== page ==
The lack of both a USB B input and a wired Ethernet connection might give some pause, and I’d certainly like to see them in a device at this price. It’s no deal-breaker, however, although in fairness my room is like a sea of Wi-Fi soup in which products like the MB50 can easily swim: yours may not be so wireless-friendly. But that might also make the Play-Fi pathway not quite as accessible. And while Play-Fi talks to iOS and Android, I’d like for wider wireless accessibility, such as Bluetooth and AirPlay. But Play-Fi does make a strong case for being the only game in town.
The reason why Play-Fi makes such a strong case is that it treats sources hooked to the MB50 as streamable signals to be distributed around the house to other Play-Fi compatible devices. Plug your turntable and phono stage into the MB50’s line input, for example, and suddenly you can play your LPs around the house without having to cart a turntable and phono stage into other rooms in the house. This certainly seems like less hassle than the alternative of digitising your records in advance (we’ve all tried that and after record number three, tend to want to commit war crimes in a pressing plant as a result). Unfortunately, with just the one Play-Fi ready product at home during the time of the MB50 review, this is more a ‘notionally clever’ but principally untested idea than a definitive ‘it works, and it sounds great!’ aspect of the review.
The MB50 took a little while to come on song, about a long weekend from cold. At first it sounded accurate, but somewhat shut in and oppressive sounding. So I left it to its own devices for a few days and returned to a more vivid, expansive presentation. I had a couple of very early signal drop-outs when first testing the MB50, but it seemed to ‘learn’ my network quickly, and any such hiccups were soon forgotten. In fact, that ability to forget it’s there is the MB50’s great strength. It simply doesn’t draw attention to itself, and using Play-Fi means you quickly treat the MB50 like it’s a simple device in the chain.
The overall sound is inviting, the perfect antidote to the shrill top-end that people normally associate with wireless digital audio. It’s smooth and refined and incredibly easy to listen to, with a rich lower midrange and bottom end. The bass is deep, but not overtly, cavernously so; bass lines like that of Jerry Jemmott’s on ‘Memphis Soul Stew’ [King Curtis Live at Fillmore West, ATCO] were fast and taut, but Bernard Purdie’s kick drum placed the accent on the speed of his drumming rather than the depth of the bass.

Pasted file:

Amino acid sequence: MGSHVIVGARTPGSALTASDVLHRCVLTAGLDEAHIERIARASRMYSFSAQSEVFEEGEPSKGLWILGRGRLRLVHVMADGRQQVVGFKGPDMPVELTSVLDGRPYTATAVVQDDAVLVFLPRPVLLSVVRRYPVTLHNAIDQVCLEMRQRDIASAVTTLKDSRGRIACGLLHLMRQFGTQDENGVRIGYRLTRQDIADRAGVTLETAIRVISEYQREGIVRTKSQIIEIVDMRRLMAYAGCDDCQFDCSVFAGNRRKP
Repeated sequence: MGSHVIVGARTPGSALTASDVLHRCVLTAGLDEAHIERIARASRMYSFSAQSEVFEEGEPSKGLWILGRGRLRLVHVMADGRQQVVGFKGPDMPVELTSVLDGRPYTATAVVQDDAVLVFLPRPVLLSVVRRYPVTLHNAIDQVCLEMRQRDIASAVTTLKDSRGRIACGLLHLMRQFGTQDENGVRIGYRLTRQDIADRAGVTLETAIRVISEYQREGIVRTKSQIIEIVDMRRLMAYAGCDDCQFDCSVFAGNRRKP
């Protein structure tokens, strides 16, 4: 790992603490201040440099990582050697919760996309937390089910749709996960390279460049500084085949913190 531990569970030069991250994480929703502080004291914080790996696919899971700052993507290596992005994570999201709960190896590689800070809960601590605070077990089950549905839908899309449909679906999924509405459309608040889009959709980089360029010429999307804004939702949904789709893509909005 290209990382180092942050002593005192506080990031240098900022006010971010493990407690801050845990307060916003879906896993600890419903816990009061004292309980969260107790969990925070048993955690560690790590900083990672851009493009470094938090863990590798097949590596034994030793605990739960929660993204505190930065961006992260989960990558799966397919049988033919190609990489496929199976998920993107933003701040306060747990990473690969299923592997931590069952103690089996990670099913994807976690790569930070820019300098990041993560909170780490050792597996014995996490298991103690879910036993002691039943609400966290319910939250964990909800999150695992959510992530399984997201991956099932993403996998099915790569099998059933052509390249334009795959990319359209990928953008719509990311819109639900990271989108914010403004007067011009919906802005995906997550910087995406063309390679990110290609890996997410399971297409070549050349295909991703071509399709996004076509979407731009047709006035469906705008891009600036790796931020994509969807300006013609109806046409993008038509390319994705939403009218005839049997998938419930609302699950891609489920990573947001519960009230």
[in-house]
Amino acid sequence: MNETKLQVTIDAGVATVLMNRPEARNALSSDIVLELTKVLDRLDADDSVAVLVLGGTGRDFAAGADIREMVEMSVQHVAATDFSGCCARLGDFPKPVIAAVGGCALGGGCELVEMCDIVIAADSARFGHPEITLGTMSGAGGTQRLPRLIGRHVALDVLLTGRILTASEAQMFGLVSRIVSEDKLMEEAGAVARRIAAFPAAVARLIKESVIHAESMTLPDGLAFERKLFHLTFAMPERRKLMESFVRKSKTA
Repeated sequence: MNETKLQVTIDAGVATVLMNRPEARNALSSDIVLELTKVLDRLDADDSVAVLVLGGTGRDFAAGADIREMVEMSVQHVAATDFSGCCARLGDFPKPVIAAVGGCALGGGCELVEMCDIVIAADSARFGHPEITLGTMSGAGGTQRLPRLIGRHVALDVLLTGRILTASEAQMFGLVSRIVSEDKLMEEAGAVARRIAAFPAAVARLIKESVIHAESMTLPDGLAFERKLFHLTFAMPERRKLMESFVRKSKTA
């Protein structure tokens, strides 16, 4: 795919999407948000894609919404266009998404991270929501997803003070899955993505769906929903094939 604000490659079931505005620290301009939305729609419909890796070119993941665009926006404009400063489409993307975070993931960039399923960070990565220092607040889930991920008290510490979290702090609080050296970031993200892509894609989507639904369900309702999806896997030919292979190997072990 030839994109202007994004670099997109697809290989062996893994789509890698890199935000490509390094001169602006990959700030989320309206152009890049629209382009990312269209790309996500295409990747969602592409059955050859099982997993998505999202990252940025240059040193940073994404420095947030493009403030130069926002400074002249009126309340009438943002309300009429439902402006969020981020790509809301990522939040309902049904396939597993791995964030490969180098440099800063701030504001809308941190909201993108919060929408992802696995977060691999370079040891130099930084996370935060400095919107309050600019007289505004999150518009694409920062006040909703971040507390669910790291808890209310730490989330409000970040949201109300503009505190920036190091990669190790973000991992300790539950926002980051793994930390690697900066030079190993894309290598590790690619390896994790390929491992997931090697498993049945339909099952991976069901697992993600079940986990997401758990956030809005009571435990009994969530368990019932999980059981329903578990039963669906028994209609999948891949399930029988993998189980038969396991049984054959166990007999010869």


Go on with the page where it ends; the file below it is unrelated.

Play-Fi makes this exceptionally easy to access, too. It works like a tablet-sized digital hub, pulling together music from your server and the internet without a care, and the MB50 plays them without prejudice, but with a lot of image space and depth. Dynamics and detail are excellent too, more than good enough for even the very top systems. But it’s the effortlessness of access that Play-Fi brings coupled with the effortless of presentation from the MB50 itself that makes this the perfect digital streaming partner.
It’s perhaps no great mystery that the headphone socket is not up to the standard of devices like the MHA150, because McIntosh doesn’t necessarily want the MB50 to cut into sales of the dedicated headphone amplifier; it wants people to buy both. The headphone amp on the MB50 falls into the ‘perfectly serviceable’ mode as fitted to many good amps, DACs, and receivers. It is even-natured, with good overall performance and a particularly good tonal balance, but it isn’t the most dynamic or the most willing to drive difficult headphone loads.
The McIntosh MB50 is a remarkably versatile device. It’s a first toe in the streaming waters for many McIntosh users, it’s the obvious next step for MHA150 and MXA70 users, and for some it might be their first McIntosh product. It’s capable of standalone use, although I’d recommend using it in conjunction with an amp or headphone amp, and it communicates to the outside world effortlessly using the Play-Fi app. It’s not without idiosyncrasies – the lack of wired DLNA streaming seems a notable exclusion – but the potential for using this as the start of an ad hoc Play-Fi network does offer future promise. Recommended.